Microsoft open sources GWBASIC
jnc at mercury.lcs.mit.edu
Sat May 23 07:41:34 CDT 2020
> From: Fred Cisin
> we can start by considering the 4004. 1971. ... Then came the 8008,
> with EIGHT bit data bus, and 14 bit address bus (16K of RAM) ... It is
> important to note that each Intel chip consisted of "minor" modifications to
> the previous one.
I know you didn't _say_ the 8008 was based on the 4004, but your text
can give that impression.
"The  was commissioned by Computer Terminal Corporation (CTC) to
implement an instruction set of their design for their Datapoint 2200
programmable terminal. As the chip was delayed and did not meet CTC's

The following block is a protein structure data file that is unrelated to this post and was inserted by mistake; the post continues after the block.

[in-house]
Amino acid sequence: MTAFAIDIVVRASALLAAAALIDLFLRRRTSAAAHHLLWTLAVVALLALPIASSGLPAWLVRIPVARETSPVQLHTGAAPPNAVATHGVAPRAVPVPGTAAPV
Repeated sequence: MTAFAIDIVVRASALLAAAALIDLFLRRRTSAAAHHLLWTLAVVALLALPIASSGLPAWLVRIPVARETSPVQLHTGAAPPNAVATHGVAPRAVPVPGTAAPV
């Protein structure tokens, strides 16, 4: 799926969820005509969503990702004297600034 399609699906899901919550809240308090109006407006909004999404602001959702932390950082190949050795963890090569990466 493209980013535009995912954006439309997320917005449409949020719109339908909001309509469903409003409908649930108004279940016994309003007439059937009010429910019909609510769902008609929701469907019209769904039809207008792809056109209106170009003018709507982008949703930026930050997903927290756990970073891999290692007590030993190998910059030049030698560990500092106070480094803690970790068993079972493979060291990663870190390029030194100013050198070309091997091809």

performance goals, the 2200 ended up using CTC's own TTL-based CPU instead."
The 8008 was started before the 4004, but wound up coming out after it. (See
Lamont Wood, "Datapoint", pg. 73.) This is confirmed by its original name,
1201 - the 4004 was going to be named the 1202, until Faggin convinced
Intel to name it the 4004.
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